Figure 6. Isolation fromhabitat. The figure in the upper left depicts a patch of natural land interpersed with habitats. In the upper right, a development has left important habitat intact, but has prevented animals from utilizing it. Connecting habitat patches with greenways, as in the bottom figure, gives these species the opportunity to use all the undeveloped landscape.

Connecting wildlife populations -- The same forces which separate individuals from needed natural lands can also prevent them from finding other members of their species. As forest interior shrinks, the distance between members of a species increases. Intervening land becomes a barrier if it harbors predators, or if species are naturally unwilling to traverse it. Isolation from others in their species affects wildlife populations in two ways: demographically and genetically.

Demographic effects of isolation will occasionally lead wildlife populations living in small patches of forest (or prairie, wetlands, desert) to die off in that immediate area. Causes include disease, disturbance, increase in predators or competitors, and fluctuations in birth and death rates. Small wildlife populations are more likely to succumb to these random events than large ones. These localized extinctions occur naturally. If a population of white-footed mice, say, dies off in a small patch of woodland, individuals from a nearby patch will recolonize the now vacant woodlot.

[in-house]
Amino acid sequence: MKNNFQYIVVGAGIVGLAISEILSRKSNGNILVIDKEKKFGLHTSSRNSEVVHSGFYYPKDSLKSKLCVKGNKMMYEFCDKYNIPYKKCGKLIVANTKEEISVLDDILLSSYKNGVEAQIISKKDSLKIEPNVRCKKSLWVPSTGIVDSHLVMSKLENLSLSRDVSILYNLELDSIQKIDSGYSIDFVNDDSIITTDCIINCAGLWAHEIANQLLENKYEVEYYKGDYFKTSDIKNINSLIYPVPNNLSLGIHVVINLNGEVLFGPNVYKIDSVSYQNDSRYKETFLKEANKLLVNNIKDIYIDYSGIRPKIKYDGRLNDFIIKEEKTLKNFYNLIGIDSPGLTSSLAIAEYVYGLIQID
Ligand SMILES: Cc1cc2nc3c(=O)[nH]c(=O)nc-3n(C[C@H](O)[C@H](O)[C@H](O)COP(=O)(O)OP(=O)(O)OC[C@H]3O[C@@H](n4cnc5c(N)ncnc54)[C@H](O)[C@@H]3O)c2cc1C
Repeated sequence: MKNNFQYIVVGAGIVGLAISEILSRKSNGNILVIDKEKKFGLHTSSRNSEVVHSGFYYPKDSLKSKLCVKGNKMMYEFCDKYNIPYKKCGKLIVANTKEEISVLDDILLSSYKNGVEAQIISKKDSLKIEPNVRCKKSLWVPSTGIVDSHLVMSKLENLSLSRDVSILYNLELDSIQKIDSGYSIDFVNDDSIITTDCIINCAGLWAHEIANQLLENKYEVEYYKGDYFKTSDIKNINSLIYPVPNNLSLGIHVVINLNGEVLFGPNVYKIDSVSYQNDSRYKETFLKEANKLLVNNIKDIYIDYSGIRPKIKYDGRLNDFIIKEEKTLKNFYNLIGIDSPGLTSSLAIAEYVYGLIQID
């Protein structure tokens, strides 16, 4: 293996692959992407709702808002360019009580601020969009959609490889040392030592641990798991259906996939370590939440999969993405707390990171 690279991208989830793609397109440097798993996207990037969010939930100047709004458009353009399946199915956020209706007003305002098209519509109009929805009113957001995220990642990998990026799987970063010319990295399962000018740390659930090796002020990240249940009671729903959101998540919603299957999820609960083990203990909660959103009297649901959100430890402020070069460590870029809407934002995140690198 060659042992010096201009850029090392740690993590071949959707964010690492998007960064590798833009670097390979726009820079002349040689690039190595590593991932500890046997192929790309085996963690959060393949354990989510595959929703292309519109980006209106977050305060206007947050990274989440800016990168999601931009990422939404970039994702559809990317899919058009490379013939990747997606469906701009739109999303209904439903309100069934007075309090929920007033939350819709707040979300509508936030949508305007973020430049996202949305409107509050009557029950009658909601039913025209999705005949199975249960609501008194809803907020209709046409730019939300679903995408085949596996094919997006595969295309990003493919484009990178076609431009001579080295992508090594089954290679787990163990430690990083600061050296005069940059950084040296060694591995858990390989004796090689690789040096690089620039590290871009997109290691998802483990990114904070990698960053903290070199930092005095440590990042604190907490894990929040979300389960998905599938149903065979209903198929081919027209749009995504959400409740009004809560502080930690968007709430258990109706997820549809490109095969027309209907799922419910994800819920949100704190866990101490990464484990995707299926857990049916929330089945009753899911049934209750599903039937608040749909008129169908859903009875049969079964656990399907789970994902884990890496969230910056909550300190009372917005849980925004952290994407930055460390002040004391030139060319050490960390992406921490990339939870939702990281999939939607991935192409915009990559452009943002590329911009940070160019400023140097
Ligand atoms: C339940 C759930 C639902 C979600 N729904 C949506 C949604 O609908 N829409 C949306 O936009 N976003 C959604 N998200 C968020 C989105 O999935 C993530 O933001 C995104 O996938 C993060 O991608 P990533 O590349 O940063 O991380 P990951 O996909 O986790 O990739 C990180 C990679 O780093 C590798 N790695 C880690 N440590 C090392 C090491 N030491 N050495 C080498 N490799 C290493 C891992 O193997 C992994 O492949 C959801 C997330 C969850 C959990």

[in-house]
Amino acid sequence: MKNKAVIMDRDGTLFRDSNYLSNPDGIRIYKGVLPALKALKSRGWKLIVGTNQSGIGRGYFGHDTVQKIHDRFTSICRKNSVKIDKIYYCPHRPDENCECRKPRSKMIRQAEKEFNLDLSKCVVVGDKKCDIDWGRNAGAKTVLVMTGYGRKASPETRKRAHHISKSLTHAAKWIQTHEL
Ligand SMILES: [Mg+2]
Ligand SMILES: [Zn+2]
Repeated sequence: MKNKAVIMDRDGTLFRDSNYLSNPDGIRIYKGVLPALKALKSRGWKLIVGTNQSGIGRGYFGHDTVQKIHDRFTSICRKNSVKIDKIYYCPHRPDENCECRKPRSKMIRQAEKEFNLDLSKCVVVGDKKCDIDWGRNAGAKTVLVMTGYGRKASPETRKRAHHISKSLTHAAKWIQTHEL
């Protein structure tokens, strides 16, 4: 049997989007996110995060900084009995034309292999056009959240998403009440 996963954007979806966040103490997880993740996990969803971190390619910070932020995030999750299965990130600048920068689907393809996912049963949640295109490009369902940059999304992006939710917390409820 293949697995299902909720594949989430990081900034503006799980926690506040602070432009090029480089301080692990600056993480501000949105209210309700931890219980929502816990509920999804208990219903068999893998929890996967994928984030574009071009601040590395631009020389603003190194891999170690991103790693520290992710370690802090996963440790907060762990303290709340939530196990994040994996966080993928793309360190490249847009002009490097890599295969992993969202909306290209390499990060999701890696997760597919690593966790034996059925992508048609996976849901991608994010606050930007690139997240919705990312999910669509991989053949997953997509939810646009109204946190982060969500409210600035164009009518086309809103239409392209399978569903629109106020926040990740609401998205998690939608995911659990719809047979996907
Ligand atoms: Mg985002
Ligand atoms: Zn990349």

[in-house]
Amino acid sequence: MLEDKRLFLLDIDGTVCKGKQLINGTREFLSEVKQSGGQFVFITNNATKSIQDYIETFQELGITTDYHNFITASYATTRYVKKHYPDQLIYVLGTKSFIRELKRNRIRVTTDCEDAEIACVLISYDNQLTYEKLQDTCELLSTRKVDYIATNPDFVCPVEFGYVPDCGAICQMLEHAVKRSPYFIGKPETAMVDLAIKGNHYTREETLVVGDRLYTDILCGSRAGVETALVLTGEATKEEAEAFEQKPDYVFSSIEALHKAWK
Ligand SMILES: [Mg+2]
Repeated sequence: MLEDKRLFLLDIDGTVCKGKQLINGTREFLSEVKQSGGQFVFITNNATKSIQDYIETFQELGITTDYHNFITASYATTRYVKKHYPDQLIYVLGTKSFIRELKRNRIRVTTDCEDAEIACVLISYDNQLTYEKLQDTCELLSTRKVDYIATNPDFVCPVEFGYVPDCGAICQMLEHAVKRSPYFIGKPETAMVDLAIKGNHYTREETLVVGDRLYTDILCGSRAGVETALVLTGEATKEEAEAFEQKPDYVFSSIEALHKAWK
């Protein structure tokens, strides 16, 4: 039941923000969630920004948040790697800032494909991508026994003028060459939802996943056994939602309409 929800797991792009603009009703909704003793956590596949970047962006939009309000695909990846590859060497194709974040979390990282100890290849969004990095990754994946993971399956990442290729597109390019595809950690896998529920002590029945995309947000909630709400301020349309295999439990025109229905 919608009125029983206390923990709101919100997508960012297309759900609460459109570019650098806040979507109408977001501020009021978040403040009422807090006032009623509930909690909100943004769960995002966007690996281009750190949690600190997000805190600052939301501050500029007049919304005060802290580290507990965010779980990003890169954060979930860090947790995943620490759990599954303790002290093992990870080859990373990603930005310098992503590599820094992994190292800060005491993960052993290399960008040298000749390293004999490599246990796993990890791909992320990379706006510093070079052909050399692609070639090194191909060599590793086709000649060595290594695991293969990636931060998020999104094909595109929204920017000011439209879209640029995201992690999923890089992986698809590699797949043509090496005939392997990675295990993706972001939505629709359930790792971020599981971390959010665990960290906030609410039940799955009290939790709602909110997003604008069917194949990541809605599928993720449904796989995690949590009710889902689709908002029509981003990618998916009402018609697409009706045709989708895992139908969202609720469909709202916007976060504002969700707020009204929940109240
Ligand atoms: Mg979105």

By creating small and isolated patches of natural space, fragmentation can divide a once large wildlife population into smaller, more vulnerable populations. Fragmentation also makes it more difficult for members of other populations to recolonize vacated habitat. While greenways may not make demographically driven local extinctions any less likely, they can provide conduits to make recolonization by other populations easier (see Figure 8).

Graphic: The illustration shows two patches of forest connected by a corridor.

Figure 7. Providing access to other populations. The illustration shows two patches of forest connected by a corridor. If a population dies out in one patch, then individuals can make their way from the other and recolonize it.